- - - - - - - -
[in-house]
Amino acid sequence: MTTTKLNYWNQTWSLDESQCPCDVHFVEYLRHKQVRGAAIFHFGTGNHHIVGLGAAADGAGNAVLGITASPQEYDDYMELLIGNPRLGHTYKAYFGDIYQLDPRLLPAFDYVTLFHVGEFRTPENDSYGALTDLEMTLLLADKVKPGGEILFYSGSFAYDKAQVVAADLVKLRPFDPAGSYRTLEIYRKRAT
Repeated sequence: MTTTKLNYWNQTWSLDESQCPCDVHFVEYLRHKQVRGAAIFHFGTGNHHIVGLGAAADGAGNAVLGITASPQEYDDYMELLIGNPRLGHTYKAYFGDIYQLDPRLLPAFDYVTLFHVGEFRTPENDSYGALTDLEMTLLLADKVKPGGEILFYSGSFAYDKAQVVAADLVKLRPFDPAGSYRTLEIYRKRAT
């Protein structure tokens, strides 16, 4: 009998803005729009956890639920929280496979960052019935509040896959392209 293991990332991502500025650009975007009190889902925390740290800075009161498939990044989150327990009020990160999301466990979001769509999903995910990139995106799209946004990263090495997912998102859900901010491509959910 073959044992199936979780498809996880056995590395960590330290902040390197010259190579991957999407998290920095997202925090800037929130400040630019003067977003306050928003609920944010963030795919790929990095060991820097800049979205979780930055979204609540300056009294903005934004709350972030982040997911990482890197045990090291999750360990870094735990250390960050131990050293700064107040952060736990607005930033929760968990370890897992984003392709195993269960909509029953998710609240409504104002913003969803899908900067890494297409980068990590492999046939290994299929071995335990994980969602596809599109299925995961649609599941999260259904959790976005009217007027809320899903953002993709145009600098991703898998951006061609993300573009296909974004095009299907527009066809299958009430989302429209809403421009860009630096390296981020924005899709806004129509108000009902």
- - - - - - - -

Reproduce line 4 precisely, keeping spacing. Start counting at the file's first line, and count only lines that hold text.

């Protein structure tokens, strides 16, 4: 009998803005729009956890639920929280496979960052019935509040896959392209 293991990332991502500025650009975007009190889902925390740290800075009161498939990044989150327990009020990160999301466990979001769509999903995910990139995106799209946004990263090495997912998102859900901010491509959910 073959044992199936979780498809996880056995590395960590330290902040390197010259190579991957999407998290920095997202925090800037929130400040630019003067977003306050928003609920944010963030795919790929990095060991820097800049979205979780930055979204609540300056009294903005934004709350972030982040997911990482890197045990090291999750360990870094735990250390960050131990050293700064107040952060736990607005930033929760968990370890897992984003392709195993269960909509029953998710609240409504104002913003969803899908900067890494297409980068990590492999046939290994299929071995335990994980969602596809599109299925995961649609599941999260259904959790976005009217007027809320899903953002993709145009600098991703898998951006061609993300573009296909974004095009299907527009066809299958009430989302429209809403421009860009630096390296981020924005899709806004129509108000009902």